Be it an annual conference, offsite retreat or long-distance meeting, business travel can be one of the biggest strains on working families, especially for working moms who feel guilty about spending so much time away from their kids. Nobody knows this better than Lisa Bower, founder of Plus One Meetings, which companies hire to run infant and child-care programs during conferences so working parents can bring their kids with them on the road. Bower got the idea for her business from personal experience: “I was a marketing executive with Ernst and Young for 11 years, and I had four children during that time. Despite working at one of the top workplaces for working mothers, I struggled most when travel was on my agenda.”
Many moms would love to bring their children on work trips, Bower adds. When she worked at EY, she wished it was easier to bring her family to its yearly conference in Orlando so she could tack on a couple of vacation days and make a trip that was both enriching for her career and fun for her family. “It’s important for employers to think about this seriously,” she says. “Statistics show that a lot of top performers aren’t taking all of their vacation, and it takes a toll. That can impact a company financially because it could end up losing some of its best employees to burnout, or it could be reflected in other healthcare costs if people are going out sick or having other stress-related issues because they’re not taking enough time to spend with family.”
The best companies try to make it easier for working parents to achieve work life integration while on the road—especially nursing moms. “Plus One Meetings has a partnership with Limerick, which is one of the largest lactation consultant firms in the country,” says Bower. “We have mobile nursing suites we can set up in a meeting that has video and audio connectivity back into the meeting, so a mom can step out to pump and not miss the content of the session. That’s huge!” Amenities like this give a company a reputation of going above and beyond for working moms. “It’s really branding for that company,” she says.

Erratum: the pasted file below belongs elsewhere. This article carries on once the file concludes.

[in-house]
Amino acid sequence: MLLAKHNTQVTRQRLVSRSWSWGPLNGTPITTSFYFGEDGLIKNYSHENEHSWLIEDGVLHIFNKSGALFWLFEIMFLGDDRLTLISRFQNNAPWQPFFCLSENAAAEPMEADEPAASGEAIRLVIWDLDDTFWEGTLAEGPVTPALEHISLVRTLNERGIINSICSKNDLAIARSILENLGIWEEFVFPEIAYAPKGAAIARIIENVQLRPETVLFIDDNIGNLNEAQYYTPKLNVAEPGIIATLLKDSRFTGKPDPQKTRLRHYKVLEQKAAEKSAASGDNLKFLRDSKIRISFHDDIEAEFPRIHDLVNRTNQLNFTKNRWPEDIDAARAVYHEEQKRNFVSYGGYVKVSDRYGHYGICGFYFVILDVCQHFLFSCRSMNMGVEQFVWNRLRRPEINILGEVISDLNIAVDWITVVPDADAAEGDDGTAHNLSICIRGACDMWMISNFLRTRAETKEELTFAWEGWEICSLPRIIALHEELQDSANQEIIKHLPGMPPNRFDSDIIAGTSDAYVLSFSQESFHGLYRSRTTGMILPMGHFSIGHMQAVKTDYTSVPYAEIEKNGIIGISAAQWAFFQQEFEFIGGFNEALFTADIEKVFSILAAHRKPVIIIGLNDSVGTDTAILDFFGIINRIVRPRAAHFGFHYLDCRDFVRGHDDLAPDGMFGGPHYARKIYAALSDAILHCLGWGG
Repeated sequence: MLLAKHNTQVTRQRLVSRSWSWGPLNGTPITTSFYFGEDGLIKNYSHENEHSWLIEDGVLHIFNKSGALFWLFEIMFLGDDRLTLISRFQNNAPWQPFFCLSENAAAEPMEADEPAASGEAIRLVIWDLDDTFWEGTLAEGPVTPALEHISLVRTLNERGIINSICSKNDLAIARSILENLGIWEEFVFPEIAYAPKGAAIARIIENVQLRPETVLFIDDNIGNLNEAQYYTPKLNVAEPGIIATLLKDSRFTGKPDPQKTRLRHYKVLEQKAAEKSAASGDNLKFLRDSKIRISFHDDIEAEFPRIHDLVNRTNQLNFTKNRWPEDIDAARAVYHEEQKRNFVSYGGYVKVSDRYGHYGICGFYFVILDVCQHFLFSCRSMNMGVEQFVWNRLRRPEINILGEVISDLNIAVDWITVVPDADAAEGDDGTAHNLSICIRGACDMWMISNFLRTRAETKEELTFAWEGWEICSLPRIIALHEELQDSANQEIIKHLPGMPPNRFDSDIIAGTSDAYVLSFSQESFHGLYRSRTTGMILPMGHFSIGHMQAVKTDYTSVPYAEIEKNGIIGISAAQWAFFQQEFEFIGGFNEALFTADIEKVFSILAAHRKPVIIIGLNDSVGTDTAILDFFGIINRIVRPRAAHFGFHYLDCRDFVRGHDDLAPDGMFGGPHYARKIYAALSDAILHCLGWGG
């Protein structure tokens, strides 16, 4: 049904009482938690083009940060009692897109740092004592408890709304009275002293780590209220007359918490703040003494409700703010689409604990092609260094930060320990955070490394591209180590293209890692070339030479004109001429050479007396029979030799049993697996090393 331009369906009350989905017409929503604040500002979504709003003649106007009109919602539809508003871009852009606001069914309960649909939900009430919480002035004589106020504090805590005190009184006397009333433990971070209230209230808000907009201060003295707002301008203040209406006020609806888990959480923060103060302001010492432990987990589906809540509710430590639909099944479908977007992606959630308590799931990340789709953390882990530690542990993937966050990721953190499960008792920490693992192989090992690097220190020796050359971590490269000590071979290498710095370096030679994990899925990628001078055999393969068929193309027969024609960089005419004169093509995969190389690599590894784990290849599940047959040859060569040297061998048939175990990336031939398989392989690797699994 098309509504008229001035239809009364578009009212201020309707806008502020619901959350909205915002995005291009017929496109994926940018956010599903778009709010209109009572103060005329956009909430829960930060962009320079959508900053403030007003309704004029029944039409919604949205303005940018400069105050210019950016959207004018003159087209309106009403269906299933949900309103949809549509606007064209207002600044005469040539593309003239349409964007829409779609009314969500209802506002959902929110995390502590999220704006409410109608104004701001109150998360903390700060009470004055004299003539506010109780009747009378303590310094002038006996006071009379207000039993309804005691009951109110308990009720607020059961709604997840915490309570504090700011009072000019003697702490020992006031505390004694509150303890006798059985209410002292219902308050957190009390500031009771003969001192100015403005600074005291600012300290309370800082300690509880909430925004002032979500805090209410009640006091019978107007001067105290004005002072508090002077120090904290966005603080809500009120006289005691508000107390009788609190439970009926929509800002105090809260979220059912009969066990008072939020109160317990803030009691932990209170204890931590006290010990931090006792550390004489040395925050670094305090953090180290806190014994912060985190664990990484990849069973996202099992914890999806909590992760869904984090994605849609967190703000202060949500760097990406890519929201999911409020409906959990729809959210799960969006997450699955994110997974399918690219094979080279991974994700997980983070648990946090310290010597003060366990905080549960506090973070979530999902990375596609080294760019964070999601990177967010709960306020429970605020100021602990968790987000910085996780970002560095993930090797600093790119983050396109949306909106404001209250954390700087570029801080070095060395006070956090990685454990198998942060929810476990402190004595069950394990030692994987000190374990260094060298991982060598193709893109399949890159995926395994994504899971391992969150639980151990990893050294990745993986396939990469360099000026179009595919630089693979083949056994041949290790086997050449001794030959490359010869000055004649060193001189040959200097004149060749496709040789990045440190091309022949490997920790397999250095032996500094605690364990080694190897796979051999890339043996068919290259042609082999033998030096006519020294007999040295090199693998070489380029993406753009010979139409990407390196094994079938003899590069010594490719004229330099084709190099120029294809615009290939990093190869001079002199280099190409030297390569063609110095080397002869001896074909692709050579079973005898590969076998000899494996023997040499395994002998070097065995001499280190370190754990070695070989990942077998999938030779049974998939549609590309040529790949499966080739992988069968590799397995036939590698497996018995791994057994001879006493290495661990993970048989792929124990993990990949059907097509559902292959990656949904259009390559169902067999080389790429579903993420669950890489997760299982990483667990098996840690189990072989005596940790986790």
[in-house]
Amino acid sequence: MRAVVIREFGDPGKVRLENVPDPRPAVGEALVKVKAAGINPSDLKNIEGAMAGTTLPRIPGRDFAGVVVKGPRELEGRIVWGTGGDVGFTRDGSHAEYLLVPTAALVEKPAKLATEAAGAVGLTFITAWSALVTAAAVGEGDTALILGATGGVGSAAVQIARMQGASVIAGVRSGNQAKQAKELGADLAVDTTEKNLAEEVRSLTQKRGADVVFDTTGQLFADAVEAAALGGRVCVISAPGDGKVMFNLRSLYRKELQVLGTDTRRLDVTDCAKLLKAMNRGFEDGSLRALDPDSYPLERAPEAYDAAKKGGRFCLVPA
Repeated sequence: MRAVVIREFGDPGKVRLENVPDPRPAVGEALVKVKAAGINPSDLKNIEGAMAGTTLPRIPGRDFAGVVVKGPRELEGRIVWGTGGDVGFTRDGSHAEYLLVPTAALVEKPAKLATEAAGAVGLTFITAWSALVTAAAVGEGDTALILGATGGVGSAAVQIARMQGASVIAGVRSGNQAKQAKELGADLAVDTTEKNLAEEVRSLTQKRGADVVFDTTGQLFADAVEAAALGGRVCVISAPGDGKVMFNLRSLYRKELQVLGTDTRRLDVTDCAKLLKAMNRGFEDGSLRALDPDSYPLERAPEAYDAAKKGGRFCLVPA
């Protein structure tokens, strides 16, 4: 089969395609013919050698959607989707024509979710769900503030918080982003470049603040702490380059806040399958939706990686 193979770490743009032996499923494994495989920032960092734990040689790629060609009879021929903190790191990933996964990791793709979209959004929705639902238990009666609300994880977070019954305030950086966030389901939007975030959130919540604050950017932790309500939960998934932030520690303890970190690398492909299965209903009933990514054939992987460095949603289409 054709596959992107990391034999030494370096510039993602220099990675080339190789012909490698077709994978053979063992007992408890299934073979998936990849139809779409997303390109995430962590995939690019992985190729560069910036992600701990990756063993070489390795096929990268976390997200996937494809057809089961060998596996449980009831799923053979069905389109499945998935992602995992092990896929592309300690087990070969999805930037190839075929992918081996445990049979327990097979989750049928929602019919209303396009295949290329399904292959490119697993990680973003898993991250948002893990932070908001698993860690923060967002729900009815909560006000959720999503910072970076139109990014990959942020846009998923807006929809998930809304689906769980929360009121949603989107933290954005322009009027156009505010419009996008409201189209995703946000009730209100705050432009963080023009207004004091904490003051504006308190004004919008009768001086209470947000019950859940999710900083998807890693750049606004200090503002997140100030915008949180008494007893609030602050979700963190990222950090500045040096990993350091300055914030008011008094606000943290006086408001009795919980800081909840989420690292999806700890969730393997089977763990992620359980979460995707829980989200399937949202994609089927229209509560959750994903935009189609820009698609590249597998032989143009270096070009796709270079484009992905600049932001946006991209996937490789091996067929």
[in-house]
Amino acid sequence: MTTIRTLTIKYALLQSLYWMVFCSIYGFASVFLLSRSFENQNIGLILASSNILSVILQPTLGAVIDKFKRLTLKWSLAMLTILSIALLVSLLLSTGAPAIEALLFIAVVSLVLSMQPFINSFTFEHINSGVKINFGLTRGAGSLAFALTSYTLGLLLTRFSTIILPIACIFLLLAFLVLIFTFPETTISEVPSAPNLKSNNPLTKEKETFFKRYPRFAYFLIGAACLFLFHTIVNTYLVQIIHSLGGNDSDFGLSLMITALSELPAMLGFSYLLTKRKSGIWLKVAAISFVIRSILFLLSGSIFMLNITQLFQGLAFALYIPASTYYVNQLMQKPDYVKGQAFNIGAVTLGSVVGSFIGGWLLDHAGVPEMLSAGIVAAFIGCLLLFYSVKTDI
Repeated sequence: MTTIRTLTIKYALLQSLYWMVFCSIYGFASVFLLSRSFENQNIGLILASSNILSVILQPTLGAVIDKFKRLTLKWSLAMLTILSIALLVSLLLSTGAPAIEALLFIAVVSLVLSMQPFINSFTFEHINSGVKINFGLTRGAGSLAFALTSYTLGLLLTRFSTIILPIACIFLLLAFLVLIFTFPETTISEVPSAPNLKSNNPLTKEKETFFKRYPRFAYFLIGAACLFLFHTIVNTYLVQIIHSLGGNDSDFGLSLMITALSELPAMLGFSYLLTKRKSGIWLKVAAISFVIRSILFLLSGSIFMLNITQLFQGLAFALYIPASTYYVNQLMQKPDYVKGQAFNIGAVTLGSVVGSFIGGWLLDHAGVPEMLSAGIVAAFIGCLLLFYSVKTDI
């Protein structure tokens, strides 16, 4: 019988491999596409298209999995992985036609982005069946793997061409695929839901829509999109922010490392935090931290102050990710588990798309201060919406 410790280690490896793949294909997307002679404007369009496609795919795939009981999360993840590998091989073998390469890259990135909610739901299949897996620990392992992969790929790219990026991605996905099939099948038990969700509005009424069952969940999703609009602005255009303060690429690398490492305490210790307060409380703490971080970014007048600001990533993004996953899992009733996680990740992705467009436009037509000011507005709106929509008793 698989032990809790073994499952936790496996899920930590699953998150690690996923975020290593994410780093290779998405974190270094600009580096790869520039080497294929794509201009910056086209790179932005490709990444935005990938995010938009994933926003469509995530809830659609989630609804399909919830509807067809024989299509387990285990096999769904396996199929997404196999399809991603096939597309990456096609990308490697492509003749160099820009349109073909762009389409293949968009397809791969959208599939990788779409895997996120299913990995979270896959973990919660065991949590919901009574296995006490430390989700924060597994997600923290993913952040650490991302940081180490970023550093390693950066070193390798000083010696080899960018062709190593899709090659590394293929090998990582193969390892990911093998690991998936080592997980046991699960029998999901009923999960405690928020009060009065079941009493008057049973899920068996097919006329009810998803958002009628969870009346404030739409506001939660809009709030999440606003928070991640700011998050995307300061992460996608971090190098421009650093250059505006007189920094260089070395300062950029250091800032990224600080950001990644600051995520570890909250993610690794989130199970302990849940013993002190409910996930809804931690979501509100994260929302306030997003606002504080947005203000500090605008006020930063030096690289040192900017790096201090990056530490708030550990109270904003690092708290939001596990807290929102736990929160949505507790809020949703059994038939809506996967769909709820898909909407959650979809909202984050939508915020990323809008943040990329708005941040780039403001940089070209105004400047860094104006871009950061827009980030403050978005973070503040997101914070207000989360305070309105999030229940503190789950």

Still, whether your company is striving to make the path smoother for working mothers on the road or not, sometimes business travel is unavoidable. Bower, an experienced pro at business travel, offers this advice.
1. Don’t let the guilt overwhelm. Workmoms need to give themselves a break and allow that, sometimes, time spent traveling for work—and away from family—is necessary. “As much as we want to be there for every single event in our children’s lives, really we don’t have to be, and we need to give ourselves a break in that regard,” counsels Bower. Our kids will know we still love them even if we miss that odd basketball game or piano recital. Instead of dwelling on the guilt, focus on the good: “You’re really setting a wonderful example for them,” she says. “You’re following your career passion, and you want them to see that.”
2. Be in constant contact. For younger kids, send texts with selfies from different places: “This is Mommy in the meeting now.” Kids will love seeing you in action, and you’ll continue setting that good workmom example. For older children, pack some postcards—which can even be prewritten on the plane—with silly, fun messages like knock-knock jokes or lists of what you miss most about being home. Or write a note of encouragement and have whoever is watching the kids sneak it into their backpacks.
3. Bring along a familiar face. “If you have more of a creative or silly spirit, bring a toy or stuffed animal that belongs to your child and take pictures of that toy in different locations on your trip”: Send photos of the teddy bear in the conference room or on the airplane—all different, fun locations (think: Flat Stanley)—so your child feels a part of them is with you.” And if you asked a lot of moms who do this, says Bower, “you’ll find the toy was tucked under their arms in bed at night.” A win-win!
4. Plan a coming-home activity. Let your kids know ahead of time that when you return you’ll take them on a fun outing, like to the movies or the zoo. “Instead of counting the days and focusing on the time that Mommy’s not here,” Bower says, “they’ll have something positive to look forward to.”
5. If it’s possible, bring the kids with you. If they’re the right age and circumstances permit, try bringing the kids along even if your company doesn't accommodate for them at meetings. “Maybe you can bring someone with you, say, a grandparent who’s looking for some one-on-one time with the grandkids,” Bower suggests. "Or a babysitter or a nanny. The challenge here is that it does add some additional cost.” If that's out of the question, “a lot of hotels have kiddie clubs, so you can still attend meetings while your child takes part in some fun activities.” In this case, you’ll probably only be able to bring children who are potty-trained, and the hotel programs might end early in the afternoon, so do your research first.